Solar Panels For Commercial Buildings | Solar Enegery In Your Business | Solar Roof | Solar for Companies | Solar Century
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Commercial

The benefits of solar electricity

Commercial solar electricity is coming onstream rapidly, and it’s also making waves on a bottom line basis. Businesses, not surprisingly in these days of ridiculously high overheads, are determined to make savings, and solar is turning out to be the solution to a lot of cost issues. The fact is that ordinary running costs and just having the office open for business can cost a lot of money.

Solar power isn’t just fashionable. It’s a long term, get-things-right approach to power needs. Modern solar panels like the advanced monocrystalline panels are long-life, high value panels that only lose 0.5% of their efficiency (power yield for a panel) per year. These panels can generate a lot of power, 185 watts per panel, which is multiplied by the number of panels to provide a known output of energy per day. Depending on your needs, a suite of solar panels can take a large percentile strain off your power usage.

Choose PV solar panels for your business

Creating electricity on-site using a Photovoltaic System will protect your business against rising energy costs and is one of the most reliable and cost effective ways to reduce C02 emissions on existing and new buildings.

Photovoltaic Systems require minimal maintenance because they have no moving parts and make you money from un-used office space.

All our commercial installers are MCS accredited and can guide you through the feed in tariffs, from application to installation.

We work alongside Energy or Facilities Managers, Sustainability Consultants and Specifiers providing planning guidance, technical design, installation and project support to meet planning or corporate social responsibility targets.

How do photovoltaic cells work?

Solar energy begins with the sun. Solar panels, also known as photovoltaics, are used to convert light from the sun, which is composed of particles of energy called "photons", into electricity that can be used to power electrical loads. Light from the sun is a renewable energy resource which provides clean energy, produced by solar panels.

PV modules are solar panels that you can attach to your roof or walls. Each module is made from one or two layers of semiconducting material, usually silicon. When light shines on the cell it creates an electric field across the layers. The stronger the sunshine, the more electricity is produced.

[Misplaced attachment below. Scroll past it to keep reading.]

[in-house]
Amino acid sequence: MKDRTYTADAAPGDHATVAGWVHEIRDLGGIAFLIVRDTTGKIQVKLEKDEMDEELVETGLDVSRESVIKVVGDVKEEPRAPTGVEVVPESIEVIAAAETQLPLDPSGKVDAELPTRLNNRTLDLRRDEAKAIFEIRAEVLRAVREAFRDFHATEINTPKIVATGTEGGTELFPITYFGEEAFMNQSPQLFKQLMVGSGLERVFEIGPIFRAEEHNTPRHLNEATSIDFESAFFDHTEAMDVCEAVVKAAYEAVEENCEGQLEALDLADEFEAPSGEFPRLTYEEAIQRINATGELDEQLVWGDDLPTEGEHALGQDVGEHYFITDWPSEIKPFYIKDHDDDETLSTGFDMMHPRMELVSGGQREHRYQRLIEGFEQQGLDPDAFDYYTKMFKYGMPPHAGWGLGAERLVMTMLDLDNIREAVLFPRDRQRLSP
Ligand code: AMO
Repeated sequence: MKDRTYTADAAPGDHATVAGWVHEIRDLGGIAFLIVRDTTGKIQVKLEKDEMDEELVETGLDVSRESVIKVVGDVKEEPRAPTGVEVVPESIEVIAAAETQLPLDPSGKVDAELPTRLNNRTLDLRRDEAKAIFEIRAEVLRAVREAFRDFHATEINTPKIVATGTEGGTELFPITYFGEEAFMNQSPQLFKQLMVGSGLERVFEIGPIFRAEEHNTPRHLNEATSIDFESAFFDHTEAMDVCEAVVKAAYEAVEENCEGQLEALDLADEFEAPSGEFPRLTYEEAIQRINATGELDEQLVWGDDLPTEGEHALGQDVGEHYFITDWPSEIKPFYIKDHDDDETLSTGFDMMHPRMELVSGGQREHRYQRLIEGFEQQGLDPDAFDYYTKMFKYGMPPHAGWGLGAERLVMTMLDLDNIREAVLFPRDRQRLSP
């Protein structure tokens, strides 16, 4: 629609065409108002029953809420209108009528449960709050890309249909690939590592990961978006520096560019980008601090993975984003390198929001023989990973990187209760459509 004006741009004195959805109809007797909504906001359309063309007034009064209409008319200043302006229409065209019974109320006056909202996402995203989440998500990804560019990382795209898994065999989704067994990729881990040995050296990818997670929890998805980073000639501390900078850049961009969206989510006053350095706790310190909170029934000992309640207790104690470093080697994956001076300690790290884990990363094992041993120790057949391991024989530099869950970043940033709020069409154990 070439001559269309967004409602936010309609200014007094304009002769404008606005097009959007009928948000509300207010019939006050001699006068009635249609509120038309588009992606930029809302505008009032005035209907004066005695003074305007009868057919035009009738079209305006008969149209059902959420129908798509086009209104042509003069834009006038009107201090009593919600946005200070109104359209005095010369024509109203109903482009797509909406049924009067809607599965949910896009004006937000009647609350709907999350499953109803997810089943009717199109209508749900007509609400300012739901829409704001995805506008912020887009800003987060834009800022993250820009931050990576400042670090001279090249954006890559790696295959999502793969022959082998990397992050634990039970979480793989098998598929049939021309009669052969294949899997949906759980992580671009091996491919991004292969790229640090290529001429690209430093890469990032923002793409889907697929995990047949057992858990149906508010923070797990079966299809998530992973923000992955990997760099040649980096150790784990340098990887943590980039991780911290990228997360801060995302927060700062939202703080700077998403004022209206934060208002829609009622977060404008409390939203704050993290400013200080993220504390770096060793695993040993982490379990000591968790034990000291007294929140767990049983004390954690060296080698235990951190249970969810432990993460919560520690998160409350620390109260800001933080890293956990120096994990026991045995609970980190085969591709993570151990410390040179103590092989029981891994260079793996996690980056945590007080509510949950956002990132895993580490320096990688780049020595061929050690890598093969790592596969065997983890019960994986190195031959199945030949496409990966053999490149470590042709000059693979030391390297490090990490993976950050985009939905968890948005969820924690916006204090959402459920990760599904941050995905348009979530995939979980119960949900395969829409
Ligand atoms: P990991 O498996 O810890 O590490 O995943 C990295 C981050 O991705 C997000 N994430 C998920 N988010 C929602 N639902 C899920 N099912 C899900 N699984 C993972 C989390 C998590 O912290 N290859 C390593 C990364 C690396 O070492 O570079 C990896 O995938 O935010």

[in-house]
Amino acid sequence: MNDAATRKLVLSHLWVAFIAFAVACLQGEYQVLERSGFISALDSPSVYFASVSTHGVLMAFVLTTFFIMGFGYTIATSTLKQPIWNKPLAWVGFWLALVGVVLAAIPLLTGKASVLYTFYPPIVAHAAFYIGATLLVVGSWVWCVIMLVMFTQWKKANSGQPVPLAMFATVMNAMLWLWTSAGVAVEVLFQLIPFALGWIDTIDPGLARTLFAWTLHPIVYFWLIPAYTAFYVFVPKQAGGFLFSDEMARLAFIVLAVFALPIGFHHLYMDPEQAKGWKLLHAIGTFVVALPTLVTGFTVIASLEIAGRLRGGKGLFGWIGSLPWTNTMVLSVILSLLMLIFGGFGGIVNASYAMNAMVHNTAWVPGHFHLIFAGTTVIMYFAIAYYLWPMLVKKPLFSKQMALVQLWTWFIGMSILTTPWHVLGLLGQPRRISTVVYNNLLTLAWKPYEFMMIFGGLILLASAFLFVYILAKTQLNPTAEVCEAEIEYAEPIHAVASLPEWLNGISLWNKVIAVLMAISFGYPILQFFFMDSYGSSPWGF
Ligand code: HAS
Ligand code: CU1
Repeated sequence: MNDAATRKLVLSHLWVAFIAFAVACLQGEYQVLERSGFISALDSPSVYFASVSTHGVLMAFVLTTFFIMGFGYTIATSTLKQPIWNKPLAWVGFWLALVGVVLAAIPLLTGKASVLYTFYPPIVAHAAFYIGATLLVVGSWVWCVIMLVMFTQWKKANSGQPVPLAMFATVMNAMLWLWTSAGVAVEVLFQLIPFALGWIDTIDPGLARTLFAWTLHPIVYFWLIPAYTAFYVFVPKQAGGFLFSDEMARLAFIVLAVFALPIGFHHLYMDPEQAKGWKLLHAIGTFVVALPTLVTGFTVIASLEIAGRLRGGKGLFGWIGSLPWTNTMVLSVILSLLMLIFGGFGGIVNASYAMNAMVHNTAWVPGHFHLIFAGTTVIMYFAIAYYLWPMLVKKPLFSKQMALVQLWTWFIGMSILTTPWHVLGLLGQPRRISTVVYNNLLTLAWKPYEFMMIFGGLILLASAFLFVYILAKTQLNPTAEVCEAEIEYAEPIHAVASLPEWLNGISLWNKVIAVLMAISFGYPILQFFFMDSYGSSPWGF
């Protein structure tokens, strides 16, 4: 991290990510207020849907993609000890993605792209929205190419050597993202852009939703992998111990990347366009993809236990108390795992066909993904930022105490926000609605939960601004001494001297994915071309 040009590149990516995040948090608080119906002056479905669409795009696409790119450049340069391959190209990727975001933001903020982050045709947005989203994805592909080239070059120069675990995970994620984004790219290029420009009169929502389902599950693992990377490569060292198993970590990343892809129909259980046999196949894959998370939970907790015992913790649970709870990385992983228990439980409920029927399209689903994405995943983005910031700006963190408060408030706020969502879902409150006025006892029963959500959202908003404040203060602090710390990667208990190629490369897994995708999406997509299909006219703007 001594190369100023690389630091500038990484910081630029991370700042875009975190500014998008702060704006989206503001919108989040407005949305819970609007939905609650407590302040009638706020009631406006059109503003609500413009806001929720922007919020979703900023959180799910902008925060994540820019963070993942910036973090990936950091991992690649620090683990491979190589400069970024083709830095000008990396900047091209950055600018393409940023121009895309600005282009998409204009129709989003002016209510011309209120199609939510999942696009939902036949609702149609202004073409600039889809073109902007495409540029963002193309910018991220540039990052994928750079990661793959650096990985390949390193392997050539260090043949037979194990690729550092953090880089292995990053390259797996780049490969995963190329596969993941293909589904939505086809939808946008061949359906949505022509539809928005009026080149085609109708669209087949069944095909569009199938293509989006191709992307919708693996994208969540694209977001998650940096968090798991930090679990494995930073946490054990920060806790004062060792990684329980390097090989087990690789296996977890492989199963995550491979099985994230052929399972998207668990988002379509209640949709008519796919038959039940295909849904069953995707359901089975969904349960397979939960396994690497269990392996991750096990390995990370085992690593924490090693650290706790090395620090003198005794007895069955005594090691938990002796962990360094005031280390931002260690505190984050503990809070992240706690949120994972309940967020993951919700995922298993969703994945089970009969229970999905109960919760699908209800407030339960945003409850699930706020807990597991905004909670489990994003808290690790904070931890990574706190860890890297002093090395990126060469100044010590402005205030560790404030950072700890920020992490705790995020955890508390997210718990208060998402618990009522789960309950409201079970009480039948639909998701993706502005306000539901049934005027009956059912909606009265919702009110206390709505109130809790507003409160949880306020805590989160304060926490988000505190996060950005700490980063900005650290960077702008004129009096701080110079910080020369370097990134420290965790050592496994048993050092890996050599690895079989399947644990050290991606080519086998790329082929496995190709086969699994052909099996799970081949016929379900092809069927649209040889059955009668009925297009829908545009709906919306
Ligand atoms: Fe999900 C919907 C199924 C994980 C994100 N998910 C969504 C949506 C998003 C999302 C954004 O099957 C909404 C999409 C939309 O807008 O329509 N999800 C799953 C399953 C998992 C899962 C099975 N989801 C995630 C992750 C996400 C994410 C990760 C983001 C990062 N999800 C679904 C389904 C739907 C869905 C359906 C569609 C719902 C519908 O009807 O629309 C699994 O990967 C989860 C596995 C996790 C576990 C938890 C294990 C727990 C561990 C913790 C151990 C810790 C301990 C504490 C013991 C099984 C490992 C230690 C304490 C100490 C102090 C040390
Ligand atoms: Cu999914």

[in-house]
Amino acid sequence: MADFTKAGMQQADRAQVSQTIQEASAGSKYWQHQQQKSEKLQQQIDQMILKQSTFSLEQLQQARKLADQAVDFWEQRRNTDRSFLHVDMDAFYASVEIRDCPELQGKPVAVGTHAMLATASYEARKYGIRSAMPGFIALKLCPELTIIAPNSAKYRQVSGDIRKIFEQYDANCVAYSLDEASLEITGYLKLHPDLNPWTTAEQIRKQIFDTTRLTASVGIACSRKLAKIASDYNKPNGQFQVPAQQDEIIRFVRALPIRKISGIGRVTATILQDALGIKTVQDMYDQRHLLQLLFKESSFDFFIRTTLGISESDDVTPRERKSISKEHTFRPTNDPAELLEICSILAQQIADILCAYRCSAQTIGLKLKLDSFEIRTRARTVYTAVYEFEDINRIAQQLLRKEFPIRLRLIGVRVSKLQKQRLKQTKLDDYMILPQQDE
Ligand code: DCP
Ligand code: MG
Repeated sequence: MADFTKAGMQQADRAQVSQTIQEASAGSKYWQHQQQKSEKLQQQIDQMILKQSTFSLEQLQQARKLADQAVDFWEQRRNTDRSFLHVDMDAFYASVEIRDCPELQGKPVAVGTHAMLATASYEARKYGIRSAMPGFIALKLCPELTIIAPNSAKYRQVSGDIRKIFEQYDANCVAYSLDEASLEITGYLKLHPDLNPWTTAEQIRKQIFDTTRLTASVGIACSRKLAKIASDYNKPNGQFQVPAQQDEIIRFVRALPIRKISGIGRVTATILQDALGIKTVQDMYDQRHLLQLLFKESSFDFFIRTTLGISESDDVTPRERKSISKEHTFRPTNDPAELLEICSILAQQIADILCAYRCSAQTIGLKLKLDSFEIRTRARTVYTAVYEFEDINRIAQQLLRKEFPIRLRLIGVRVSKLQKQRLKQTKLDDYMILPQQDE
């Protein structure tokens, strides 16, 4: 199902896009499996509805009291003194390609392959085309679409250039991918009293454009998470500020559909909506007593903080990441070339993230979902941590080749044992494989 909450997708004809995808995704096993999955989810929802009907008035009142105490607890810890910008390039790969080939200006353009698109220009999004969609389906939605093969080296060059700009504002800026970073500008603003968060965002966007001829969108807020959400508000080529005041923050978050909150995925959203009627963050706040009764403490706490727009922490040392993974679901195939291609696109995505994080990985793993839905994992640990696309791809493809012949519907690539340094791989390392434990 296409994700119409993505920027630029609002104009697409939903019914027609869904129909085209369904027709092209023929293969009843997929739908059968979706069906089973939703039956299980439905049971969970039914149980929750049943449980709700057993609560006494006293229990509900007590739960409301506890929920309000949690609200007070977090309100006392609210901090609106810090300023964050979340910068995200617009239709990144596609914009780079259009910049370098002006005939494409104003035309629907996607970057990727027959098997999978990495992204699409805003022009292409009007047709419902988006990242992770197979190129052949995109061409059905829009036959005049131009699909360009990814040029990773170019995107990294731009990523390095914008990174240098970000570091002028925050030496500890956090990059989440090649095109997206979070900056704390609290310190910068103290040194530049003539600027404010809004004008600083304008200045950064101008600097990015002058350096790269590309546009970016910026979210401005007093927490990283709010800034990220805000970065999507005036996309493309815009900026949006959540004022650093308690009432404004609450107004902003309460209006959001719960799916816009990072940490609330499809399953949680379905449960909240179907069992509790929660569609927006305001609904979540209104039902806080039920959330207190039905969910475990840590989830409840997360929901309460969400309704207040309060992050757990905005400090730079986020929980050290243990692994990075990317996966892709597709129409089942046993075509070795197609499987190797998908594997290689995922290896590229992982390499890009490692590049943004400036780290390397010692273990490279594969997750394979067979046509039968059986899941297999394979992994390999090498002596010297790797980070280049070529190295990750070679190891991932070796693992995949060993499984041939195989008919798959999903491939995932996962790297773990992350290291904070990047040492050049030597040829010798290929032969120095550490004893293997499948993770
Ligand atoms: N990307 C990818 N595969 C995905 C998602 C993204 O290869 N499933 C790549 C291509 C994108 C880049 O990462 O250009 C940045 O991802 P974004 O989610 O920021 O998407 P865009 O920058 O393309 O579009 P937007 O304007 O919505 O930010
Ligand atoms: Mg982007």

Solar modules come in a variety of shapes and colours, from grey "solar tiles" that look like roof tiles to panels and transparent cells that you can use on conservatories and glass.

The strength of a PV cell is measured in kilowatt peak (kWp). That’s the amount of energy the module generates in full sunlight.

Will the solar PV panels work if it is cloudy or raining

It is a common misconception that solar panels only work in direct sunlight. PV cells don't need direct sunlight to work - you can still generate some electricity on a cloudy day.

The amount of electricity production with solar PV depends upon the amount of radiation of light. Optimum conditions would be full sun, but electricity will still be generated on a cloudy day but at a lesser rate.

Is solar electricity suitable for my business?

To tell if solar electricity is right for you, there are a few key questions to consider:

  • Do you have a sunny place to put it? You’ll need a roof or wall that faces within 90 degrees of south, and isn’t overshadowed by trees or buildings. If the surface is in shadow for parts of the day, your system will generate less energy.
  • Is your roof strong enough? Solar panels are not light and the roof must be strong enough to take their weight, especially if the panel is placed on top of existing tiles. If in doubt, ask a construction expert or an installer.
  • Do you need planning permission? In England, Wales Scotland and Northern Ireland, you don’t need planning permission for most home solar electricity systems, as long as they’re below a certain size – but you should check with your local planning officer, especially if your home is a listed building, or is in a conservation area or World Heritage Site.

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